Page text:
Eilers & Krejcik Survey Sheds Light on American Sports Betting Customer Base

Posted on: September 4, 2019, 11:59h. 

Last updated on: September 5, 2019, 12:33h.

Research firm Eilers & Krejcik Gaming has released a new survey that it says gives the growing US sportsbook industry more detailed information about their customers and individuals they may be able to attract to their retail establishments and online applications.

Not surprisingly, a lot of American sports bettors like to gamble on football. A recently released survey by research firm Eilers & Krejcik Gaming reveals that 93 percent of active sports bettors have placed a bet on an NFL game in the last 12 months. The 2019 NFL season kicks off Thursday. (Image: Todd Rosenberg/NFL)

Titled Why Americans Do (And Don’t) Bet on Sports, the firm surveyed about 3,000 people on wagering. Its release comes at a time when the American sports betting market is expanding significantly.

In the last two months, legal sportsbooks have opened in Arkansas, New York, Iowa, Oregon, and Indiana. With those states now on board, there are 13 with legalized sports betting.

That does not include six additional states and the District of Columbia, all of which are in the process of either drafting regulations or preparing for implementation.

“For all of the hype surrounding the spread of regulated sportsbooks, there’s still a massive amount of ambiguity around how Americans will actually interact with legal sports betting,” Chris Grove, an Eilers & Krejcik partner who directs the firm’s sports betting practice, said in a statement.

Results Both Expected and Eye-Opening

Some of the results the firm revealed in a press release – the entire report can be purchased from the firm or obtained as part of a subscription to its market research reports – aren’t necessarily surprising. For example, the survey found 93 percent of all active sports bettors in the US have placed a bet on a pro football game in the last 12 months.

According to data from the University of Nevada-Las Vegas Center for Gaming Research, football has been the most popular sport for bettors, by handle, every year since 1992. That was the first year, the center broke down handle by sport.

However, 45 percent of those same bettors told Eilers & Krejcik that they’re highly satisfied with their current method of betting, and another 41 percent “somewhat satisfied.” According to the firm, that might pose a significant obstacle for legal sportsbooks looking to sway customers from illegal bookies and offshore sites.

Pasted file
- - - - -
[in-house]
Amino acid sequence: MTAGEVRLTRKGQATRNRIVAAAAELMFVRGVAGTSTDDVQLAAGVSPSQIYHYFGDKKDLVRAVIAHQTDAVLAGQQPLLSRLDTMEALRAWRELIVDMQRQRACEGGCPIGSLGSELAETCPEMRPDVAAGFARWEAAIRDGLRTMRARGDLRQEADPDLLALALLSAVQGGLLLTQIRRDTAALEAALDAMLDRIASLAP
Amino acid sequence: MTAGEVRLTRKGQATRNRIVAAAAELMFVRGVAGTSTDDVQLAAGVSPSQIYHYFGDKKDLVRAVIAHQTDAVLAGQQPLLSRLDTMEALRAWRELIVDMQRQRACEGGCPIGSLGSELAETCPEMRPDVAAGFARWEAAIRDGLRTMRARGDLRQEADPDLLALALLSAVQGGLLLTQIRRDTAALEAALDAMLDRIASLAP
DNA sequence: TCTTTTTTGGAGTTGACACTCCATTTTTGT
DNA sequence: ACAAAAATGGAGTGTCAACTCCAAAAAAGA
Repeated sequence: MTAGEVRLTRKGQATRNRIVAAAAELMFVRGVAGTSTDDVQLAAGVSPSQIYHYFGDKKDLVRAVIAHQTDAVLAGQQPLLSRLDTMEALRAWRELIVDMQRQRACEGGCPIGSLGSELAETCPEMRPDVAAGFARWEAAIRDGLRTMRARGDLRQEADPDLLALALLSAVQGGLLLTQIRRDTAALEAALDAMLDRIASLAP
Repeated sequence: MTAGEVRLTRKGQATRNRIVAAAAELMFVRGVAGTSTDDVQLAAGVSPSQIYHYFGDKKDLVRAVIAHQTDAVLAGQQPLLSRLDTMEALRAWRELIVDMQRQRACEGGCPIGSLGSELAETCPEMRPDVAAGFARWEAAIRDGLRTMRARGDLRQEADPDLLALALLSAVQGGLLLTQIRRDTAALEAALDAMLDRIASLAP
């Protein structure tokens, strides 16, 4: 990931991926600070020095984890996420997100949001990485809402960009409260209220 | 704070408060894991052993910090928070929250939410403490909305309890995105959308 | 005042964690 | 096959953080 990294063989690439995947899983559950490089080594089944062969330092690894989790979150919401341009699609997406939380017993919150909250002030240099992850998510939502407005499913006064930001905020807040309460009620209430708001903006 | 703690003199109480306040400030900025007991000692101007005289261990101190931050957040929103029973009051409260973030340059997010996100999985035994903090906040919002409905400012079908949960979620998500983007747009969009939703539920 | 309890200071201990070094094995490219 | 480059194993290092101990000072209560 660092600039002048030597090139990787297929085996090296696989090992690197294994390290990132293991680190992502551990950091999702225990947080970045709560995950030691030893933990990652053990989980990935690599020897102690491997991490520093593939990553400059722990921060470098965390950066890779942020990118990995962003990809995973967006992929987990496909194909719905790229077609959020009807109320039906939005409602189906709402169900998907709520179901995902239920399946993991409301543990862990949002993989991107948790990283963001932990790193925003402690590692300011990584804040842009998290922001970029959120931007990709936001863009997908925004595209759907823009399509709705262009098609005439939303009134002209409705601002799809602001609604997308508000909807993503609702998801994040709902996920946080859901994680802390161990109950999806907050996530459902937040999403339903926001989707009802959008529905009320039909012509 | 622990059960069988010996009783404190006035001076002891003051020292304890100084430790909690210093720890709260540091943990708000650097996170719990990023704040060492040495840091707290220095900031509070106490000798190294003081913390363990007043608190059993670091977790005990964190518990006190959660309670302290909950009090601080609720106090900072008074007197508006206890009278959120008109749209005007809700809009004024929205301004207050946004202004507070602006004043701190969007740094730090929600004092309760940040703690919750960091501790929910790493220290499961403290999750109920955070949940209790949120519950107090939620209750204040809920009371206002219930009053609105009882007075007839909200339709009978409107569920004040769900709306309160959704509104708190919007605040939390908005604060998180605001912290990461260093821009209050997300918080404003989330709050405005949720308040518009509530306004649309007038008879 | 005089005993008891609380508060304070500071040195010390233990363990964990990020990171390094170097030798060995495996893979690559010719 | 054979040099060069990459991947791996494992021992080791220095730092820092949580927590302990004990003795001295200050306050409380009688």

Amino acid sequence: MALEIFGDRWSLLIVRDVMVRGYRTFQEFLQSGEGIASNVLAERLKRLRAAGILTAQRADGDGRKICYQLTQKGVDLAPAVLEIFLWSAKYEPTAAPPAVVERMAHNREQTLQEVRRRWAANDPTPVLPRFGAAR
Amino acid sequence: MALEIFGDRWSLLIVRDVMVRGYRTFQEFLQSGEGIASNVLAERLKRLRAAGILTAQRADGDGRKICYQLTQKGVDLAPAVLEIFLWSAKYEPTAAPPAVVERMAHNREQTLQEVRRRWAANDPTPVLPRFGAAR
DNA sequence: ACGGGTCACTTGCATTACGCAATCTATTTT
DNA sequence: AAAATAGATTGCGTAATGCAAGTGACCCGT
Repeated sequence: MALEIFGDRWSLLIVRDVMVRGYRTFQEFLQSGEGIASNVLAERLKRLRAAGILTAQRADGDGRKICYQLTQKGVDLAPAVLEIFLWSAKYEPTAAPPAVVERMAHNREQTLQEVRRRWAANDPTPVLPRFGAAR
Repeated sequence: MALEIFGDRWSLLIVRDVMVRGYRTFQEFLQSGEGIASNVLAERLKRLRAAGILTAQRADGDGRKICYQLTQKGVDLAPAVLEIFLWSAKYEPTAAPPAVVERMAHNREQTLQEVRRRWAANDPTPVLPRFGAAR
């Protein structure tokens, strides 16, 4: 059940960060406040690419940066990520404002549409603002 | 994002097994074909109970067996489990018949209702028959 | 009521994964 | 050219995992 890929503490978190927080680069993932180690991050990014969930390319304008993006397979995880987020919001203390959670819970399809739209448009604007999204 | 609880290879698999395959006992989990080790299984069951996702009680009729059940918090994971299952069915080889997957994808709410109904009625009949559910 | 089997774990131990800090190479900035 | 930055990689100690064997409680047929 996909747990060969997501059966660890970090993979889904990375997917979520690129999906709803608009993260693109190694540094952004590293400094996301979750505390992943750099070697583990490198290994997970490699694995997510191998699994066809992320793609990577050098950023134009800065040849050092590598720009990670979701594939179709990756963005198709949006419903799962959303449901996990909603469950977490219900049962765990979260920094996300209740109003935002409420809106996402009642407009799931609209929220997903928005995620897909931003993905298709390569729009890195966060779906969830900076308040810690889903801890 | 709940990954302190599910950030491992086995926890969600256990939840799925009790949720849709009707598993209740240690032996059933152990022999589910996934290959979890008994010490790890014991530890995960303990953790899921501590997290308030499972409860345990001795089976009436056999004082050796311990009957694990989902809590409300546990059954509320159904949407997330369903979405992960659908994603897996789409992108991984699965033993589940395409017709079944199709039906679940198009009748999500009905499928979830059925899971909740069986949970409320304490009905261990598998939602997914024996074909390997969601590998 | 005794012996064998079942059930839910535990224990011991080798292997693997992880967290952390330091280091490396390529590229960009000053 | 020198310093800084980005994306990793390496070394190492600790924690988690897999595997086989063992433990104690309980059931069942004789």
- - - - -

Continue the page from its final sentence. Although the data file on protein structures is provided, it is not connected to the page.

Lawmakers from several states have said, including in interviews with Casino.org, that a major reason they pushed to legalize sports betting is to get the activity out of the black market and into a safe, regulated market where their interests are protected. However, the findings from respondents make it seem that opening legal retail sportsbooks may not be attractive enough to those who can still access an offshore account from their laptop or their bookie from their phone.

Currently, the only states with legal online sports betting are Iowa, Nevada, New Jersey, Pennsylvania, and West Virginia.

Casino Sportsbooks Preferred

The survey broke down respondents into four factions all mainstream or active sports bettors, highly engaged bettors, nonbettors but interested, and those uninterested

More mainstream bettors said they would prefer to use a casino sportsbook, 70 percent, or one that was established by a professional sports league, 66 percent. Mainstream bettors were less likely to want to use a sports lottery branded book, 47 percent, or one operated by a daily fantasy sports provider, 42 percent.

Interested nonbettors said they would prefer a lottery-based book, 68 percent, than a casino operation, 50 percent. A sports league sportsbook would interest 48 percent, while a book run by a daily fantasy provider would appeal to only 11 percent.

That last finding seems to run counter to what’s happening in New Jersey, where about 80 percent of all sports bets are placed online. The two largest sportsbooks in that state are FanDuel and DraftKings, which just so happen to be fantasy sports providers.

Their market share can be attributed to first-mover advantage and an existing database of highly-engaged bettors,” Grove told Casino.org.

Eilers & Krejcik also see greater acceptance of betting on esports, as more than a quarter of mainstream bettors said they have wagered on such an event in the last year.